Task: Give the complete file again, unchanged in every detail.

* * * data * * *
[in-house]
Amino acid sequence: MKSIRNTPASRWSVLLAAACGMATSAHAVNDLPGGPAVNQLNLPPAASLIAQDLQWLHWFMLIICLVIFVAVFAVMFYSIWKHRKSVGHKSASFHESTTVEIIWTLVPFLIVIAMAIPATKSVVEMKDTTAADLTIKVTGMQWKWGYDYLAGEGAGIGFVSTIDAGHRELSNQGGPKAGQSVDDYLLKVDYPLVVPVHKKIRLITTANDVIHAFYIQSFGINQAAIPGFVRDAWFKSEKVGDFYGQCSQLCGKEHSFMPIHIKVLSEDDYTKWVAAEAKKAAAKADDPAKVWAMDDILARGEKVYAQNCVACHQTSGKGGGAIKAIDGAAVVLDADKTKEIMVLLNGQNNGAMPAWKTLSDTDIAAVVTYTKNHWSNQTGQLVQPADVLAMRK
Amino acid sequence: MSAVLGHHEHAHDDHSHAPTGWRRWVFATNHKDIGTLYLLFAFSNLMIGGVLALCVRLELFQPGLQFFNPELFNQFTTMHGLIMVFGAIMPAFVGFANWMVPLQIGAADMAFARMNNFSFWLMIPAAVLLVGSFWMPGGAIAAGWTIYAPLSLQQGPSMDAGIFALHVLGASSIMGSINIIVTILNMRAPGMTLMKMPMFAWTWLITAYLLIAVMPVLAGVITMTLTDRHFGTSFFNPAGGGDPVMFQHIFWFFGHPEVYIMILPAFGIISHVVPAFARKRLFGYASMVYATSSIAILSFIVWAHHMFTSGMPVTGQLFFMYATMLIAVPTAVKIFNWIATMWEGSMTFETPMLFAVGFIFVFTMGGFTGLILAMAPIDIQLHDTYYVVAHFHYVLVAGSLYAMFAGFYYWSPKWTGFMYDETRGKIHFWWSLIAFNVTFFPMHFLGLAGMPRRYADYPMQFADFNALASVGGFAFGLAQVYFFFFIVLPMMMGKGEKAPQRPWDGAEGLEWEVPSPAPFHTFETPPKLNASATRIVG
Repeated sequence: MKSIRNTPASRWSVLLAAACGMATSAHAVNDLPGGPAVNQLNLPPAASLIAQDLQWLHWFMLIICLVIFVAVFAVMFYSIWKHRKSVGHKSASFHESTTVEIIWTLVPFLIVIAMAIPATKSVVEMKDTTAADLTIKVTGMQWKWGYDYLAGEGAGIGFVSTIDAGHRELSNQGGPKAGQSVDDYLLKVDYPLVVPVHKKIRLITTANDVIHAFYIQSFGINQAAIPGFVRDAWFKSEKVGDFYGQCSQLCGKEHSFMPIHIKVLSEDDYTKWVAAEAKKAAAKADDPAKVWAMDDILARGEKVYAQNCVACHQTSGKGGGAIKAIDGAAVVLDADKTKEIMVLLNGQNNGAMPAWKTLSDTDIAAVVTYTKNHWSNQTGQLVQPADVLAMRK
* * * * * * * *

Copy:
[in-house]
Amino acid sequence: MKSIRNTPASRWSVLLAAACGMATSAHAVNDLPGGPAVNQLNLPPAASLIAQDLQWLHWFMLIICLVIFVAVFAVMFYSIWKHRKSVGHKSASFHESTTVEIIWTLVPFLIVIAMAIPATKSVVEMKDTTAADLTIKVTGMQWKWGYDYLAGEGAGIGFVSTIDAGHRELSNQGGPKAGQSVDDYLLKVDYPLVVPVHKKIRLITTANDVIHAFYIQSFGINQAAIPGFVRDAWFKSEKVGDFYGQCSQLCGKEHSFMPIHIKVLSEDDYTKWVAAEAKKAAAKADDPAKVWAMDDILARGEKVYAQNCVACHQTSGKGGGAIKAIDGAAVVLDADKTKEIMVLLNGQNNGAMPAWKTLSDTDIAAVVTYTKNHWSNQTGQLVQPADVLAMRK
Amino acid sequence: MSAVLGHHEHAHDDHSHAPTGWRRWVFATNHKDIGTLYLLFAFSNLMIGGVLALCVRLELFQPGLQFFNPELFNQFTTMHGLIMVFGAIMPAFVGFANWMVPLQIGAADMAFARMNNFSFWLMIPAAVLLVGSFWMPGGAIAAGWTIYAPLSLQQGPSMDAGIFALHVLGASSIMGSINIIVTILNMRAPGMTLMKMPMFAWTWLITAYLLIAVMPVLAGVITMTLTDRHFGTSFFNPAGGGDPVMFQHIFWFFGHPEVYIMILPAFGIISHVVPAFARKRLFGYASMVYATSSIAILSFIVWAHHMFTSGMPVTGQLFFMYATMLIAVPTAVKIFNWIATMWEGSMTFETPMLFAVGFIFVFTMGGFTGLILAMAPIDIQLHDTYYVVAHFHYVLVAGSLYAMFAGFYYWSPKWTGFMYDETRGKIHFWWSLIAFNVTFFPMHFLGLAGMPRRYADYPMQFADFNALASVGGFAFGLAQVYFFFFIVLPMMMGKGEKAPQRPWDGAEGLEWEVPSPAPFHTFETPPKLNASATRIVG
Repeated sequence: MKSIRNTPASRWSVLLAAACGMATSAHAVNDLPGGPAVNQLNLPPAASLIAQDLQWLHWFMLIICLVIFVAVFAVMFYSIWKHRKSVGHKSASFHESTTVEIIWTLVPFLIVIAMAIPATKSVVEMKDTTAADLTIKVTGMQWKWGYDYLAGEGAGIGFVSTIDAGHRELSNQGGPKAGQSVDDYLLKVDYPLVVPVHKKIRLITTANDVIHAFYIQSFGINQAAIPGFVRDAWFKSEKVGDFYGQCSQLCGKEHSFMPIHIKVLSEDDYTKWVAAEAKKAAAKADDPAKVWAMDDILARGEKVYAQNCVACHQTSGKGGGAIKAIDGAAVVLDADKTKEIMVLLNGQNNGAMPAWKTLSDTDIAAVVTYTKNHWSNQTGQLVQPADVLAMRK